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Ripe berries from their laden stalk ;
Then his desire he could not balk.
When these did once his eye engage,
He saw no more the camel's rage,
Nor dragon in the underground,
Nor game the busy mice had found.
The beast above might snort and blow,
The Dragon watch his prey below,
The mice gnaw near him as they pleased, -
The berries eagerly he seized ;
They seemed to him right good to eat;
A dainty mouthful, welcome treat,
They brought him such a keen delight,
His danger was forgotten quite.

But who, you ask, is this vain man,
Who thus forget his terror can ?
Then learn, O friend, that man art thou !
Listen and I will tell thee how.
The dragon in the well beneath,
That is the yawning gulf of death.
The camel threatening overhead
Is life's perplexity and dread.
'Tis thou who, life and death between,
Hangest on this world's sapling green;
And they who gnaw the root, the twain
Who thee and thy support would fain
Deliver unto death a prey,
These names the mice have, Night and Day.
From morn to evening gnaws the white,
And would the root unfasten quite ;
From evening till the morn comes back,
In deepest stillness gnaws the black;
And yet, in midst of these alarms,
The berry, Pleasure, has such charms,



That thou, the camel of life's woe,
That thou, the dragon death below,
That thou, the two mice, Night and Day,
And all forgettest, save the way
To get most berries in thy power,
And on the grave's cleft side devour.


R. C. Trench.

By Grecian annalş it remained untold,
But may be read in Eastern legend old,
How, when great Alexander died, he bade
That his two hands uncovered might be laid
Outside the bier, for men therewith to see
Men who had seen him in his majesty –
That he had

the common way

of all,
And nothing now his own in death might call ;
Nor of the treasures of two empires aught
Within those empty hands unto the grave had brought.


It was not, then, a poet's dream,

An idle vaunt of song,
Such as beneath the moon's soft gleam

On vacant fancies throng,

Which bids us see in heaven and earth,

In all fair things around,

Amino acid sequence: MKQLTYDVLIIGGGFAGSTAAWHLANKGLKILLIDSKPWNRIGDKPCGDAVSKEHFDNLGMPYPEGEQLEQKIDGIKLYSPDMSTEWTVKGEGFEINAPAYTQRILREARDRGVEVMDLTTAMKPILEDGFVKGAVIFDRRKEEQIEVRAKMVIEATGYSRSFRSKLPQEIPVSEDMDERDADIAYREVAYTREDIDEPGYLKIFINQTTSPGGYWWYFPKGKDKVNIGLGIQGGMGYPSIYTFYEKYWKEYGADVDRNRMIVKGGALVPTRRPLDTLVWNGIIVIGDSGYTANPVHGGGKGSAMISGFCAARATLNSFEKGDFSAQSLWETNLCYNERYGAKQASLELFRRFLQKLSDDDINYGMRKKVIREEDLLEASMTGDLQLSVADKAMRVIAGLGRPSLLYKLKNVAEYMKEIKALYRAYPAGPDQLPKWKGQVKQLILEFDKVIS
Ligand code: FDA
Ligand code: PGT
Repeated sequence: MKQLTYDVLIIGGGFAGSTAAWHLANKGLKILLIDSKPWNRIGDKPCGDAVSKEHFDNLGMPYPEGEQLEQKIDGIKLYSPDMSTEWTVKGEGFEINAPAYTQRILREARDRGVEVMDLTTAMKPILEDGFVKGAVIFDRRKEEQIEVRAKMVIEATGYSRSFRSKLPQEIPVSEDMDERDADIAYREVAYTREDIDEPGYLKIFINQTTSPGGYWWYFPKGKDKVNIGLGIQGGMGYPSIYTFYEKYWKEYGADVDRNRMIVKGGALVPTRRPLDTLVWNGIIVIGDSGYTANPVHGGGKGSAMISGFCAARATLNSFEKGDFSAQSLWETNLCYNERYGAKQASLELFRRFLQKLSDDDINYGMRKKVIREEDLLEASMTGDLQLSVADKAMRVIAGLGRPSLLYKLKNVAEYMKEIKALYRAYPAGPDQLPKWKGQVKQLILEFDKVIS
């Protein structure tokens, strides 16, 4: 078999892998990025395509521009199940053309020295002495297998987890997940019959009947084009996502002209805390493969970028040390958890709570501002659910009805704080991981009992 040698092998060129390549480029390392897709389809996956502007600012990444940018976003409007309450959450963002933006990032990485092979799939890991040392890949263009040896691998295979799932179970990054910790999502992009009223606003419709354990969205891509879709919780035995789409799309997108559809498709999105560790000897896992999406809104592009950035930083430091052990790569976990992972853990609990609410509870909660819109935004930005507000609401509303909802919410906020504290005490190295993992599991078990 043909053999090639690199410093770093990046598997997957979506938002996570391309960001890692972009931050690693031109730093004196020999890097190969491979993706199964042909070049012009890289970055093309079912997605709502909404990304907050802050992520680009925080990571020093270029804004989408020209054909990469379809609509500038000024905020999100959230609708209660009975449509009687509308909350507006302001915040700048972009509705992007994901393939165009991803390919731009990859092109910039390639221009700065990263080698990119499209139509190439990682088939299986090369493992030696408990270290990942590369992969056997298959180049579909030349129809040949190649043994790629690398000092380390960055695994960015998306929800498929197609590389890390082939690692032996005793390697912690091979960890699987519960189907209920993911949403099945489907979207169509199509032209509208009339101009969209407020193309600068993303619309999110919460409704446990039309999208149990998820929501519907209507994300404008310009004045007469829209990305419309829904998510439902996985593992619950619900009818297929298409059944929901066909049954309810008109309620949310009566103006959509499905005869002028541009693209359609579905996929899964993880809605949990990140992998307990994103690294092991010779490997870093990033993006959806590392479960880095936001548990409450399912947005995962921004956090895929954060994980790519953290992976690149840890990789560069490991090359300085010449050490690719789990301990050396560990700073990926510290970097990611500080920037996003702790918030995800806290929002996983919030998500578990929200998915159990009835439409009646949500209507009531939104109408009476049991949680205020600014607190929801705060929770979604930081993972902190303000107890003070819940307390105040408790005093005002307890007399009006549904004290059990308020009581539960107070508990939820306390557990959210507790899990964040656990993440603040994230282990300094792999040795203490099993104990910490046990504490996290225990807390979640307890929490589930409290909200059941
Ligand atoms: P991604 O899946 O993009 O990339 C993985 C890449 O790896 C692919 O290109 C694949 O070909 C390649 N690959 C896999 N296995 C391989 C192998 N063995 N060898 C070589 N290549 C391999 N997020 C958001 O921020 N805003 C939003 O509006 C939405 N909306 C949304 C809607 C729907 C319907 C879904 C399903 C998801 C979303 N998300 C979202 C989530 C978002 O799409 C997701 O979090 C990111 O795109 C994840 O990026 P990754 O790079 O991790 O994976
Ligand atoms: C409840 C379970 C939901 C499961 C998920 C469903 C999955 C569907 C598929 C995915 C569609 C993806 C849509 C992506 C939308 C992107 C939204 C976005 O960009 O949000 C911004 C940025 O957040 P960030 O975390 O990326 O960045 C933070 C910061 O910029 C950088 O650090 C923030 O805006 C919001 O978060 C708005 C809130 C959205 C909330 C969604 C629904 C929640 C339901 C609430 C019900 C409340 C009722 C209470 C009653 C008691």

Strong yearnings for a blest new birth

With sinless glories crowned ;

Which bids us hear, at each sweet pause

From care and want and toil, When dewy eve her curtain draws

Over the day's turmoil,

In the low chant of wakeful birds,

In the deep weltering flood, In whispering leaves, these solemn words, –

“God made us all for good."

All true, all faultless, all in tune,

Creation's wondrous choir Opened in mystic unison,

To last till time expire.

And still it lasts : by day and night,

With one consenting voice,
All hymn thy glory, Lord, aright,

All worship and rejoice!

Man only mars the sweet accord,

O’erpowering with “ harsh din” The music of thy works and word,

Ill matched with grief and sin.

Sin is with man at morning break,

And through the livelong day Deafens the ear that fain would wake

To Nature's simple lay.

But when eve's silent footfall steals

Along the eastern sky,
And one by one to earth reveals

Those purer fires on high,



When one by one each human sound

Dies on the awful ear,
Then Nature's voice no more is drowned,

She speaks, and we must hear.

Then pours

she on the Christian heart That warning still and deep, At which high spirits of old would start

E’en from their pagan sleep,

Just guessing, through their murky blind,

Few, faint, and bafting sight, Streaks of a brighter heaven behind

A cloudless depth of light.

Such thoughts, the wreck of Paradise,

Through many a dreary age, Upbore whate’er of good and wise

Yet lived in bard or sage :

They marked what agonizing throes

Shook the great mother's womb; But Reason's spells might not disclose

The gracious birth to come ;

Nor could the enchantress Hope forecast

God's secret love and power;
The travail-pangs of Earth must last

Till her appointed hour;

The hour that saw from opening heaven

Redeeming glory stream, Beyond the summer hues of even,

Beyond the mid-day beam.

Thenceforth, to eyes of high desire,

The meanest things below, As with a seraph's robe of fire

Invested, burn and glow :

The rod of heaven has touched them all,

The word from heaven is spoken : “ Rise, shine, and sing, thou captive thrall !

Are not thy fetters broken?

“ The God who hallowed thee, and blest,

Pronouncing thee all good, Hath He not all thy wrongs redrest,

And all thy bliss renewed ?

“ Why mourn'st thou still as one bereft,

Now that th' eternal Son
His blessed home in heaven hath left

To make thee all his own?'

Thou mourn'st because sin lingers still

In Christ's new heaven and earth ; Because our rebel works and will

Stain our immortal birth;

Because, as Love and Prayer grow cold,

The Saviour hides his face,
And worldlings blot the temple's gold

With uses vile and base.

Hence all thy groans and travail-pains;

Hence, till thy God return,
In Wisdom's ear thy blithest strains,

O Nature, seem to mourn!

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